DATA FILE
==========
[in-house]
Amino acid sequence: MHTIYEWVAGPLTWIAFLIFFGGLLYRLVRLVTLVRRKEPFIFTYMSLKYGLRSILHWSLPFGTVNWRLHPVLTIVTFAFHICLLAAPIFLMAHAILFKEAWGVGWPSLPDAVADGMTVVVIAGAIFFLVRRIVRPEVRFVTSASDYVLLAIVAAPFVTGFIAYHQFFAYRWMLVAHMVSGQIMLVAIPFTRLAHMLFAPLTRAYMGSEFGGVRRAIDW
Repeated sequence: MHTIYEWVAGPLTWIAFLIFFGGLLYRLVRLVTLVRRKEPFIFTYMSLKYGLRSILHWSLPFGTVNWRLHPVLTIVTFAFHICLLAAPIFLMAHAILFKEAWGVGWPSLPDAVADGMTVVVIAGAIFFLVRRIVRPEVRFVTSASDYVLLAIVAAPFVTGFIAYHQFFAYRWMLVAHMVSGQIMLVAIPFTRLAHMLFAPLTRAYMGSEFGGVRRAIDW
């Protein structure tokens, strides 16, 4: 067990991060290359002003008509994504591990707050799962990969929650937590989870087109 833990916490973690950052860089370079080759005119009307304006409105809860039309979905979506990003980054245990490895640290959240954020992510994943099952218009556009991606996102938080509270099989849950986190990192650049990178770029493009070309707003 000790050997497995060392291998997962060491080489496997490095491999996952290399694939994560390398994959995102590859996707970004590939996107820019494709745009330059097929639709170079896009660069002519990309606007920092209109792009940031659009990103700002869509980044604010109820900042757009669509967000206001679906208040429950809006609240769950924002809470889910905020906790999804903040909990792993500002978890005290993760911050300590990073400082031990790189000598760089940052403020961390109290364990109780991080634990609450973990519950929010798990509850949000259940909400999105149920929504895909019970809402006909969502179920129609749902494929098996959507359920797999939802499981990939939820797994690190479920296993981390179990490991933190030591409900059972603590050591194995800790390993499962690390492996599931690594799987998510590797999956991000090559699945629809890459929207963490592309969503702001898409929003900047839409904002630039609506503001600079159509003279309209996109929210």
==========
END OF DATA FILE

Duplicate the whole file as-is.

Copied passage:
[in-house]
Amino acid sequence: MHTIYEWVAGPLTWIAFLIFFGGLLYRLVRLVTLVRRKEPFIFTYMSLKYGLRSILHWSLPFGTVNWRLHPVLTIVTFAFHICLLAAPIFLMAHAILFKEAWGVGWPSLPDAVADGMTVVVIAGAIFFLVRRIVRPEVRFVTSASDYVLLAIVAAPFVTGFIAYHQFFAYRWMLVAHMVSGQIMLVAIPFTRLAHMLFAPLTRAYMGSEFGGVRRAIDW
Repeated sequence: MHTIYEWVAGPLTWIAFLIFFGGLLYRLVRLVTLVRRKEPFIFTYMSLKYGLRSILHWSLPFGTVNWRLHPVLTIVTFAFHICLLAAPIFLMAHAILFKEAWGVGWPSLPDAVADGMTVVVIAGAIFFLVRRIVRPEVRFVTSASDYVLLAIVAAPFVTGFIAYHQFFAYRWMLVAHMVSGQIMLVAIPFTRLAHMLFAPLTRAYMGSEFGGVRRAIDW
């Protein structure tokens, strides 16, 4: 067990991060290359002003008509994504591990707050799962990969929650937590989870087109 833990916490973690950052860089370079080759005119009307304006409105809860039309979905979506990003980054245990490895640290959240954020992510994943099952218009556009991606996102938080509270099989849950986190990192650049990178770029493009070309707003 000790050997497995060392291998997962060491080489496997490095491999996952290399694939994560390398994959995102590859996707970004590939996107820019494709745009330059097929639709170079896009660069002519990309606007920092209109792009940031659009990103700002869509980044604010109820900042757009669509967000206001679906208040429950809006609240769950924002809470889910905020906790999804903040909990792993500002978890005290993760911050300590990073400082031990790189000598760089940052403020961390109290364990109780991080634990609450973990519950929010798990509850949000259940909400999105149920929504895909019970809402006909969502179920129609749902494929098996959507359920797999939802499981990939939820797994690190479920296993981390179990490991933190030591409900059972603590050591194995800790390993499962690390492996599931690594799987998510590797999956991000090559699945629809890459929207963490592309969503702001898409929003900047839409904002630039609506503001600079159509003279309209996109929210």